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Will Roadside's Wall Street Drama 'Arbitrage,' Starring Richard Gere, Repeat 'Margin Call' Magic?

Photo of Anne Thompson By Anne Thompson | Thompson on Hollywood August 3, 2012 at 2:58PM

When Lionsgate/Roadside scooped up U.S. distribution rights for some $2 million for Nicholas Jarecki's Wall Street drama "Arbitrage" at Sundance last January, they were banking on the film being as much a crowd-pleaser as their last Sundance acquisition, sleeper indie "Margin Call," which scored more than $13 million worldwide.

Variety: In Hitchcock movies, innocent men struggle to clear their names. In "Arbitrage," the opposite is true: Billionaire hedge fund manager Robert Miller (Richard Gere) is guilty of fraud, infidelity and murder, but he walks free of consequence in a system fueled by money. If that cold business-as-usual philosophy sounds cynical, don't tell writer-director Nicholas Jarecki, who seems oddly nonjudgmental about the iffy morality in his high-toned narrative debut. "Arbitrage" never lets Miller squirm for long, whether cooking the books or covering up the accidental death of his mistress. Such smart, adult-targeted fare should pay dividends for the right distrib.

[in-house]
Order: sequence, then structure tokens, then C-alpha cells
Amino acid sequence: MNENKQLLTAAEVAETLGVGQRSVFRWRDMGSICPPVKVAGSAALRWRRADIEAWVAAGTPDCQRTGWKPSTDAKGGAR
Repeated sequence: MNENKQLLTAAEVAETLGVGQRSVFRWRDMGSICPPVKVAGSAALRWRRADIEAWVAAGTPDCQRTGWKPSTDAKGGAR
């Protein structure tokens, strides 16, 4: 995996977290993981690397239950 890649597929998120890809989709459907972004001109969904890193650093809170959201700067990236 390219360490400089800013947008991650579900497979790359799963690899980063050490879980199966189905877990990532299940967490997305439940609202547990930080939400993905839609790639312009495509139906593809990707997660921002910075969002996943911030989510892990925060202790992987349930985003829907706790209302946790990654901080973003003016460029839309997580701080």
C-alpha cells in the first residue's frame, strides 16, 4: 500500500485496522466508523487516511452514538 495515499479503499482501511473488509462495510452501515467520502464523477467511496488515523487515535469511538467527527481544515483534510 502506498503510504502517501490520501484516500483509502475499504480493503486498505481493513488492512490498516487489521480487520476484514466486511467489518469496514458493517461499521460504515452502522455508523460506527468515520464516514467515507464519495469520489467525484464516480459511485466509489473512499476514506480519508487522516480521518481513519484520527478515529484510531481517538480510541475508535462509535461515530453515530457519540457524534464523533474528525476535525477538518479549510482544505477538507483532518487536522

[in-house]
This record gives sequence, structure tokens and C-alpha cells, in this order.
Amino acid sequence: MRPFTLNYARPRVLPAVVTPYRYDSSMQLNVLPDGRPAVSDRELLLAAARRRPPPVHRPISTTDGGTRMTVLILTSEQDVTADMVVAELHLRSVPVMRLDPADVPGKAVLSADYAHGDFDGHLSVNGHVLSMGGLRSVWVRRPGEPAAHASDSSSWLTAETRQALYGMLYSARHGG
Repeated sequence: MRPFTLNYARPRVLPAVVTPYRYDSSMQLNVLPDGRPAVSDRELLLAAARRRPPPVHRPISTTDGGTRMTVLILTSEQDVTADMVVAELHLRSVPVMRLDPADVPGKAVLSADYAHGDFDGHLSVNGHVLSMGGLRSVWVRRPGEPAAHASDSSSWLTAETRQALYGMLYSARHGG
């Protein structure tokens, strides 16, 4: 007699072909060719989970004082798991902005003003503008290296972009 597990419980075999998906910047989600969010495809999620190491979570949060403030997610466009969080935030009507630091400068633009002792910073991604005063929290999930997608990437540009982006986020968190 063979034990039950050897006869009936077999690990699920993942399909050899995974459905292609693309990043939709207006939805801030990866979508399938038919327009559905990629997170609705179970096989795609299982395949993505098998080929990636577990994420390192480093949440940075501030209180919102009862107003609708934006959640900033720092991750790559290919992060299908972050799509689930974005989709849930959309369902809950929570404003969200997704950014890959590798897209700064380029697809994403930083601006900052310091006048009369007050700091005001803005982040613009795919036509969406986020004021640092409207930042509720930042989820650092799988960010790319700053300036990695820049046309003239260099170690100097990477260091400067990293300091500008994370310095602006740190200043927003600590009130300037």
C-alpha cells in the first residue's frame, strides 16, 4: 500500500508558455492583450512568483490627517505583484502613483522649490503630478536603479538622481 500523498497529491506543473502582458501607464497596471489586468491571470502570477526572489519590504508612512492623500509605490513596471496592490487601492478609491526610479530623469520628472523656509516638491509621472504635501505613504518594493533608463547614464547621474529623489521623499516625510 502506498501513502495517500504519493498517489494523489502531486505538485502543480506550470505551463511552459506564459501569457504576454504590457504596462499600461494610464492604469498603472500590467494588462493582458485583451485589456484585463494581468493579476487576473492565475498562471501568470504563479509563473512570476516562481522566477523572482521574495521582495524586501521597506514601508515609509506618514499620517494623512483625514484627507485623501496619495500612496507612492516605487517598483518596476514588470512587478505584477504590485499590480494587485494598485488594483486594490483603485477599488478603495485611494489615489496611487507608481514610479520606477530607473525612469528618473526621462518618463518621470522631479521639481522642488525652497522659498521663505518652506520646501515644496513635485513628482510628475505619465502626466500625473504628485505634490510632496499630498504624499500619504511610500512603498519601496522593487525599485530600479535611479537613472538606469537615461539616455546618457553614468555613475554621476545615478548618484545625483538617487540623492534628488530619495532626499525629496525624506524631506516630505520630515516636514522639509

THR: The threat of a Madoff-like collapse adds timeliness and tension to Nicholas Jarecki's Arbitrage, a screw-turner about a man whose greed may have finally caught up to him. Familiar but not stale, and greatly helped by Richard Gere's fine-tuned performance, it has strong commercial potential.

This article is related to: Richard Gere, Arbitrage, Academy Awards, Awards, Awards, Oscars

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Born and raised in Manhattan, Anne Thompson grew up going to the Thalia and The New Yorker and wound up at grad Cinema Studies at NYU. She worked at United Artists and Film Comment before heading west as that magazine's west coast editor. She wrote for the LA Weekly, Sight and Sound, Empire, The New York Times and Entertainment Weekly before serving as West Coast Editor of Premiere. She wrote for The Washington Post, The London Observer, Wired, More, and Vanity Fair, and did staff stints at The Hollywood Reporter and Variety. She eventually took her blog Thompson on Hollywood to Indiewire. She taught film criticism at USC Critical Studies, and continues to host the fall semester of “Sneak Previews” for UCLA Extension.